name = Punch Drunks
caption = "Punch Drunks" title card
Moe Howard Larry Fine
Jerry Howard (story)
Jack Cluett(screen play)
starring = Moe Howard
Curly Howard Chuck Callahan
Jack "Tiny" Lipson Dorothy Granger
Billy Bletcher Arthur Houseman Larry McCrath
A.R. Heysel Dorothy Vernon
released = flagicon|US
July 13, 1934
runtime = 17' 29"
country = USA
language = English
imdb_id = 0025688
amg_id = 1:228943
preceded_by = "
followed_by = "Men in Black"
Moe finds that
Curly Howardcan be a boxingstar when Larry plays " Pop Goes the Weasel" on the violin. When he hears the tune, Curly blacks out and goes crazy, uttering his classic "Woo-woo-woo-woo!" cry (already firmly established by the time this film was made) and knocking out a group of people. Instantly Moe knows that Curly would be a good fighter. So the three join together and create a team. Curly succeeds as a fighter with several knockouts, leading to the world championship fight. But things go awry when, at the first round of the fight, the champion boxer hits Curly and falls out of the ring onto Larry, breaking the violin in the process. Larry leaves the fight-venue and searches outside for anything playing "Pop Goes the Weasel," while Curly is being battered by the boxer.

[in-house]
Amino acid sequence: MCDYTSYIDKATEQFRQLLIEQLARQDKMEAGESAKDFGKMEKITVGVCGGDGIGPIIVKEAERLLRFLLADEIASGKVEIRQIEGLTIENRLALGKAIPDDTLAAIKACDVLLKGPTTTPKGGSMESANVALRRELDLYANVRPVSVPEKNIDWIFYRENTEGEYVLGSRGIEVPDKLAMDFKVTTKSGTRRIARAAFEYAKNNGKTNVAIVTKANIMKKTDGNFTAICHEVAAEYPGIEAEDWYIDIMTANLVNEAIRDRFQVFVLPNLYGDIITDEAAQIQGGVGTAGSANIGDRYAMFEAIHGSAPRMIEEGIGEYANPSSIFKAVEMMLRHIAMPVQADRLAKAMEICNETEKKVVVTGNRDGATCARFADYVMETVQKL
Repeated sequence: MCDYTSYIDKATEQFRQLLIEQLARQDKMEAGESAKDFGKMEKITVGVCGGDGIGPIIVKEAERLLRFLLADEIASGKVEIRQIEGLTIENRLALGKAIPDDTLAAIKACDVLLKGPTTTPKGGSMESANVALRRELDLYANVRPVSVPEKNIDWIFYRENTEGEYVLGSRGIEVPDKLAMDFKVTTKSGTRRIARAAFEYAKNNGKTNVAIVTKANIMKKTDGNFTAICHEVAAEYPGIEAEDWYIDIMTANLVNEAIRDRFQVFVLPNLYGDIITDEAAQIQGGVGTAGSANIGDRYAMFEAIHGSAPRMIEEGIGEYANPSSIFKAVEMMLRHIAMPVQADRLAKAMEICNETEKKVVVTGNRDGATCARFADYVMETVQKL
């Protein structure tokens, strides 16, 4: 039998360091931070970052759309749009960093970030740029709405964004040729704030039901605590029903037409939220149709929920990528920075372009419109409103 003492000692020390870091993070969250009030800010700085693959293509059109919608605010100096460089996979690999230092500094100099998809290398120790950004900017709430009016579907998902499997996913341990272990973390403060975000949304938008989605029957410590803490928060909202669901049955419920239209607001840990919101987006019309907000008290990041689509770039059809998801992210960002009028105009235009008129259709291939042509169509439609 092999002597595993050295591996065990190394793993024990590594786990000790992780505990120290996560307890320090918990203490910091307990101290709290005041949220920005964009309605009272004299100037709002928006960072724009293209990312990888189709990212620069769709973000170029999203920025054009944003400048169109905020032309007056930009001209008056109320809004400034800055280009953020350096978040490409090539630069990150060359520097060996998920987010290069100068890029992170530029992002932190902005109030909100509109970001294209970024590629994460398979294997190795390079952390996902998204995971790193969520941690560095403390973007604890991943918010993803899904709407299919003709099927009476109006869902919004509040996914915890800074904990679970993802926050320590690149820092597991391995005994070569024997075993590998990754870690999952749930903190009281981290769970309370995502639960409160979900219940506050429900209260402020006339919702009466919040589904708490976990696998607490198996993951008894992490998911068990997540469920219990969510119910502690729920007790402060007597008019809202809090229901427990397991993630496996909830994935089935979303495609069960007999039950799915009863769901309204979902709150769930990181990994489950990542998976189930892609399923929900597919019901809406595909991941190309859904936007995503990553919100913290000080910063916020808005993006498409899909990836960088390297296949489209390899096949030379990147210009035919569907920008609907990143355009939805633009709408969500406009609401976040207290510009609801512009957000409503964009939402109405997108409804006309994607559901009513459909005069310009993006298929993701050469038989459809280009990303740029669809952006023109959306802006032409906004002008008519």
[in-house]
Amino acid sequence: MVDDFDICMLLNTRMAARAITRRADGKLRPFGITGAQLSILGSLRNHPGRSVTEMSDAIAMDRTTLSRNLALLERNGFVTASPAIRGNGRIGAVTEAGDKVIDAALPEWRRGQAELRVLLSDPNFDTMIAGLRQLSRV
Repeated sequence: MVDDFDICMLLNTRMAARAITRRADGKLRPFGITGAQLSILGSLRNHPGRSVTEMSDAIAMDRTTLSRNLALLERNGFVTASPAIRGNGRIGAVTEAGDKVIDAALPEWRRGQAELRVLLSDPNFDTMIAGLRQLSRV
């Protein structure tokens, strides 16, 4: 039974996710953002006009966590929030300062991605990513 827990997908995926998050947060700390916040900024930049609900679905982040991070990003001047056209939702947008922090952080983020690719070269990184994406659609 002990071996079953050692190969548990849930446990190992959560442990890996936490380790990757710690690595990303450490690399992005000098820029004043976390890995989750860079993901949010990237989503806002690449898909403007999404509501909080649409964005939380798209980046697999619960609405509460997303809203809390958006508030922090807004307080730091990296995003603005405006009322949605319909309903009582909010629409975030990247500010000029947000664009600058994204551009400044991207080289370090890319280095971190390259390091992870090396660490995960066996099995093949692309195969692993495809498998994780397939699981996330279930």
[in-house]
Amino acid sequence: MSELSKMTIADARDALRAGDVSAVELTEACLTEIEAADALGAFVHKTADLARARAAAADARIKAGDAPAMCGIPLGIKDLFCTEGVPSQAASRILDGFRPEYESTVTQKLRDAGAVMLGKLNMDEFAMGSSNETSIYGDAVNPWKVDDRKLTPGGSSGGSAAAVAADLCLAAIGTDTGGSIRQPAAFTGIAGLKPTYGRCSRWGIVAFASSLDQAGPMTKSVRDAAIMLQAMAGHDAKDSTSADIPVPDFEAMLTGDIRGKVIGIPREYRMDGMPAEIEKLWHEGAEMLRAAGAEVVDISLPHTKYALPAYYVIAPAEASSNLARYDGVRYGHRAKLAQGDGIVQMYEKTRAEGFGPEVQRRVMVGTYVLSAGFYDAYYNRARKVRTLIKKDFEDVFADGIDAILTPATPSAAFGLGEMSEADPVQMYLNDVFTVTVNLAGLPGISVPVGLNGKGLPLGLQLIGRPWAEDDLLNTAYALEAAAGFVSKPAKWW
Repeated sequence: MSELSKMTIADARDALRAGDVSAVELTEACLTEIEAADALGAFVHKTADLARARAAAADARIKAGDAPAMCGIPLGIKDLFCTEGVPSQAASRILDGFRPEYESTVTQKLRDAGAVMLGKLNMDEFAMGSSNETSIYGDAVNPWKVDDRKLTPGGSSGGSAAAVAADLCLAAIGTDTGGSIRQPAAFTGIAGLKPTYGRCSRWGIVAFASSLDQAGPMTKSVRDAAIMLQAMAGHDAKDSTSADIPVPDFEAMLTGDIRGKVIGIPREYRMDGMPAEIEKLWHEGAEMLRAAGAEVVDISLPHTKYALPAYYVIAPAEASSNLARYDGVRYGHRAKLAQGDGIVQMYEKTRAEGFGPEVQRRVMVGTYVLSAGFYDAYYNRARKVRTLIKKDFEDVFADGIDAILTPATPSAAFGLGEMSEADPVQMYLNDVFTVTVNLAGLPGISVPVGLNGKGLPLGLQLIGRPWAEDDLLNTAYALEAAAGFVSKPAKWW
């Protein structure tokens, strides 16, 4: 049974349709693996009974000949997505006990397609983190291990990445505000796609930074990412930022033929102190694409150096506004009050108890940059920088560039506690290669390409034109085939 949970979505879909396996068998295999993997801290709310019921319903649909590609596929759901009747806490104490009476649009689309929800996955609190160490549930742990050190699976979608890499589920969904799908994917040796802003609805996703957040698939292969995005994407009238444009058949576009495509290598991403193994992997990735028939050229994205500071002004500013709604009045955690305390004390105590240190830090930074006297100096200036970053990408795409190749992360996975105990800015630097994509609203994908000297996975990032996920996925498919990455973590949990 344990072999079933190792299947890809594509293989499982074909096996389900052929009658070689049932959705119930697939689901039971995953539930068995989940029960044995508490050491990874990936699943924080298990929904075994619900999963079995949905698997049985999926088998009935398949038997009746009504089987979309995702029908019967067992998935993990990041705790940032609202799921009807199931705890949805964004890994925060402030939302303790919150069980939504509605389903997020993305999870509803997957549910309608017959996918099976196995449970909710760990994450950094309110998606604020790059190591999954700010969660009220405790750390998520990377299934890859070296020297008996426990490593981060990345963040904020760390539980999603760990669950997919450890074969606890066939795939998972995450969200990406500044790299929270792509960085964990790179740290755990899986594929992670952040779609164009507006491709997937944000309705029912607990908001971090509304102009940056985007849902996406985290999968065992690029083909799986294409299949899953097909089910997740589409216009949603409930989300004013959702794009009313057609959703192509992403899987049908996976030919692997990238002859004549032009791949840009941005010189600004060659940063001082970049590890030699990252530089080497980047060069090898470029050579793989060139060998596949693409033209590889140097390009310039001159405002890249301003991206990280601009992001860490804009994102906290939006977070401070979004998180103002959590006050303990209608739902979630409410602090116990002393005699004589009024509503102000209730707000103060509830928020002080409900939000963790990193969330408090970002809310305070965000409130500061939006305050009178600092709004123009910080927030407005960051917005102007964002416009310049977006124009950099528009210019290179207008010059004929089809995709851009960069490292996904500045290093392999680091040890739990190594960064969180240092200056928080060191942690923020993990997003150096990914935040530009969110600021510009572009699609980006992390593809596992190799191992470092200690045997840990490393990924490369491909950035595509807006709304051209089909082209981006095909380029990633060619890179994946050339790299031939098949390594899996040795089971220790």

Larry encounters a "cathedral" style radio playing the tune, brings it to the stadium and positions it at the ring, agitating Curly in the process. But then, the tune ends and the radio host begins chatting up a story. In frustration, Moe smashes the radio over Larry's head, and Larry is forced to go out again to find another source, with Curly being battered again. Larry finally finds one, an advertising sound truck. He drives the truck fast until he smashes the entrance of the stadium. The tune agitates Curly who knocks out the champion boxer. At the end, everyone congratulates Curly for the deed, but as the truck begins to play "that 'Weasel' tune again" (as Moe refers to it), Curly goes into his agitated "Woo-woo-woo-woo!" act again, knocks out Larry and Moe and advances comically menacingly toward the camera as the film irises out.
Production and significance
The script for "Punch Drunks" was written by the Stooges themselves, their only on-screen writing credit for the Columbia shorts—as Jerry Howard, Larry Fine, and Moe Howard. According to Moe, the initial treatment of the script was originated by Moe; on its strength, the studio decided to produce the Stooges' next film sooner than scheduled.cite book
last = Howard
first = Moe
authorlink = Moe Howard
title = "Moe Howard and the Three Stooges"
publisher = Citadel Press
1977, rev. 1979
pages = 73
url = http://www.amazon.com/Moe-Howard-Stooges-Pictorial-Entertainment/dp/0806507233/ref=pd_bbs_sr_2?ie=UTF8&s=books&qid=1206817654&sr=1-2
isbn = 0806507233]
In 2002, the film was selected for preservation in the United States
National Film Registryby the Library of Congressas being "culturally, historically, or aesthetically significant."
*This film was originally called "A Symphony of Punches" but was changed before its release. The title "Punch Drunks" comes from the expression "
punch drunk," referring to any fighter who has been hit so many times he is unsteady on his feet.cite book
last = Solomon
first = Jon
authorlink = Jon Solomon